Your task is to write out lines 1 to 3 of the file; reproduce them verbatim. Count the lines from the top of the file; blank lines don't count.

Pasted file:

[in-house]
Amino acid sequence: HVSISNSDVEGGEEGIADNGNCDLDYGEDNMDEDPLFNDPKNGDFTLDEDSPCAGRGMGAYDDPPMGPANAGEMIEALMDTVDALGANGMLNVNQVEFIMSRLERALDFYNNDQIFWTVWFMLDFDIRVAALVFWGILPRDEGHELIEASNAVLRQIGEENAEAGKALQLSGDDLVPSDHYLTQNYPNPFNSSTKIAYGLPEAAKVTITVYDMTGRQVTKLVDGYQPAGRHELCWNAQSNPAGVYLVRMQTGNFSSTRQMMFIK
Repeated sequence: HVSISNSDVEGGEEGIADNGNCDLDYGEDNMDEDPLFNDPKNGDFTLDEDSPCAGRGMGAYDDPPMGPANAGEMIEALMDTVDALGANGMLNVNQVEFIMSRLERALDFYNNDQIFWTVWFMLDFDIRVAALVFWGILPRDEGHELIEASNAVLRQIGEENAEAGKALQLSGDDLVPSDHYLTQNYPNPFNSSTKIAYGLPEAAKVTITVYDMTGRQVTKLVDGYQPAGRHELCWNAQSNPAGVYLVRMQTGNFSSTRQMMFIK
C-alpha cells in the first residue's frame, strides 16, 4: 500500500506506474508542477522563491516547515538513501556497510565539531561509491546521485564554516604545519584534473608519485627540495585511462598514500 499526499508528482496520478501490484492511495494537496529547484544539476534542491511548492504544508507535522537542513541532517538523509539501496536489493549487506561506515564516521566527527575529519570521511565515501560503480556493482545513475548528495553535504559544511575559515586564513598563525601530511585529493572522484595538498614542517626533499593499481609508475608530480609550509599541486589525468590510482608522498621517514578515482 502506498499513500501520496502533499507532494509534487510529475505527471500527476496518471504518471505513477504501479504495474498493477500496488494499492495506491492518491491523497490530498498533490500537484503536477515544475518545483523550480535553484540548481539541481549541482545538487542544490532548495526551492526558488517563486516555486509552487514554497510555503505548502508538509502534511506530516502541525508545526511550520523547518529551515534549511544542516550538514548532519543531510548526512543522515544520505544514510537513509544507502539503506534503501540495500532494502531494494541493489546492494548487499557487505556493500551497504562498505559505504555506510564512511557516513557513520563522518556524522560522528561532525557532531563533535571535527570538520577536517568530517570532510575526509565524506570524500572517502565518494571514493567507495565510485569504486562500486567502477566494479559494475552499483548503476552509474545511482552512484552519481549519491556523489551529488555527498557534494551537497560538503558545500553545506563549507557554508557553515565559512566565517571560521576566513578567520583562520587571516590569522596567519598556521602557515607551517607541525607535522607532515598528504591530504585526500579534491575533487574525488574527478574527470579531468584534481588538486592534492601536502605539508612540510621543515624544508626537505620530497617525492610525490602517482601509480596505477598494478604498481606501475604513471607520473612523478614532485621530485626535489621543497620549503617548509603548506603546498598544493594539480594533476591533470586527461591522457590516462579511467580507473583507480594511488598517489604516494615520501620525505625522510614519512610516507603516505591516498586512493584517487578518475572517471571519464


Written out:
[in-house]
Amino acid sequence: HVSISNSDVEGGEEGIADNGNCDLDYGEDNMDEDPLFNDPKNGDFTLDEDSPCAGRGMGAYDDPPMGPANAGEMIEALMDTVDALGANGMLNVNQVEFIMSRLERALDFYNNDQIFWTVWFMLDFDIRVAALVFWGILPRDEGHELIEASNAVLRQIGEENAEAGKALQLSGDDLVPSDHYLTQNYPNPFNSSTKIAYGLPEAAKVTITVYDMTGRQVTKLVDGYQPAGRHELCWNAQSNPAGVYLVRMQTGNFSSTRQMMFIK
Repeated sequence: HVSISNSDVEGGEEGIADNGNCDLDYGEDNMDEDPLFNDPKNGDFTLDEDSPCAGRGMGAYDDPPMGPANAGEMIEALMDTVDALGANGMLNVNQVEFIMSRLERALDFYNNDQIFWTVWFMLDFDIRVAALVFWGILPRDEGHELIEASNAVLRQIGEENAEAGKALQLSGDDLVPSDHYLTQNYPNPFNSSTKIAYGLPEAAKVTITVYDMTGRQVTKLVDGYQPAGRHELCWNAQSNPAGVYLVRMQTGNFSSTRQMMFIK